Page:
Friday the 13th, myth or reality

Friday the 13th, myth or reality

Heritage & Traditions

By Mercy Ramos

Friday the 13th is a fateful day for millions of people around the world as it is considered bad luck. There are several stories attributed to that thought.

One of them dates back to the Middle Ages, when King Philip IV of France, supported by Pope Clement V, ordered raids to arrest all the Templars in the country on Friday, October 13, 1307.

Other stories suggest that superstition belongs to Christianity and refer to the Last Supper of Christ that had 13 diners and was later condemned to die crucified, which took place on a Friday.

Also, since ancient times, the number thirteen has been considered a bad omen for being the next prime number after twelve, highly esteemed for its good mathematical qualities.

Some attribute it to the legend that it was on a Friday that Eve bit the forbidden apple. In short, for one reason or another, what is true is that many people in the world that day avoid going on a trip, making promises for the future and much less getting married.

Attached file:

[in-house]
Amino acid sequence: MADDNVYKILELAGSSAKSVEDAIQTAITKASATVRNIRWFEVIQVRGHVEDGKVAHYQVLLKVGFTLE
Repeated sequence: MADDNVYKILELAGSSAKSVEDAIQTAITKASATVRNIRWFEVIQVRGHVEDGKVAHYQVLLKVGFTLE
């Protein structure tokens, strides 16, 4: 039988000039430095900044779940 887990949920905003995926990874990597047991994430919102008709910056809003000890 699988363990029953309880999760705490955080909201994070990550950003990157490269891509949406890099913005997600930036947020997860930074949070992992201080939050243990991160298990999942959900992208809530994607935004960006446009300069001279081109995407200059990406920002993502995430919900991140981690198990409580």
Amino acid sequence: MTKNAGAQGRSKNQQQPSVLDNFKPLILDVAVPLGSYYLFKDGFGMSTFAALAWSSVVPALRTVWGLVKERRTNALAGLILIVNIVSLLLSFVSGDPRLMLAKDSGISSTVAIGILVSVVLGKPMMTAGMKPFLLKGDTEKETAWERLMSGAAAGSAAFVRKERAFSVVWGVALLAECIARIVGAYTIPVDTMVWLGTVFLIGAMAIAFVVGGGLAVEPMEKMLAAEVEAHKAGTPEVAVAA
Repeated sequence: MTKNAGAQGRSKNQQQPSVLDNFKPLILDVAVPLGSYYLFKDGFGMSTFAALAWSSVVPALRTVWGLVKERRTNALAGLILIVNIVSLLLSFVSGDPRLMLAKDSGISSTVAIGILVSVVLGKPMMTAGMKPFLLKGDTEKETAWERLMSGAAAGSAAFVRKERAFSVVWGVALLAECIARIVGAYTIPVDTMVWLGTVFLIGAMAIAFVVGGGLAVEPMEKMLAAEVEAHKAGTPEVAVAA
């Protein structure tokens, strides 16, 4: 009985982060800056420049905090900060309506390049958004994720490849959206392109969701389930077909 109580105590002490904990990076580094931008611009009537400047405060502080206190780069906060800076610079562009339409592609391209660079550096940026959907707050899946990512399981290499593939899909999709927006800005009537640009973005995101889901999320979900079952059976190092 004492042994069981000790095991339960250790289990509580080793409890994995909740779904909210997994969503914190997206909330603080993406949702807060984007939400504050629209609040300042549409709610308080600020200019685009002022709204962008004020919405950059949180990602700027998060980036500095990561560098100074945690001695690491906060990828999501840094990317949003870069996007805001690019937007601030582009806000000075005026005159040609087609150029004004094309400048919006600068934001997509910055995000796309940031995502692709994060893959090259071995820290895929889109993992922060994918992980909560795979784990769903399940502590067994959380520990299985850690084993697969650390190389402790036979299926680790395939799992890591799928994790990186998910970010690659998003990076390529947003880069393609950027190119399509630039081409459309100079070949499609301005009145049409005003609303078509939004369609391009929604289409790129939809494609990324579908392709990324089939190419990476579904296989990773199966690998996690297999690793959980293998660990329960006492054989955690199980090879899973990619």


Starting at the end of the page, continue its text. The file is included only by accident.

For this reason, most prefer, above all, to stay at home, a place they consider the safest. But not only is that specific day considered bad luck, the number itself also contains fear because, even in many countries, tall buildings jump from floors 12 to 14, apartments 13 do not exist and in hotels there are no rooms with that. number.

In Cuba, not to be the least, many people also believe in that superstition or, we could also call it, legend, although a large part of them believe in the curse of Tuesday the 13th.

What is certain is that either Tuesday or Friday the 13th is a cursed number for many and, in the largest of the Antilles there are those who respect the old adage that on that day “neither get married, nor go on a trip, or be apart from your family”.

However, if you have decided to travel or get married, forget about it and enjoy what life has in store for you.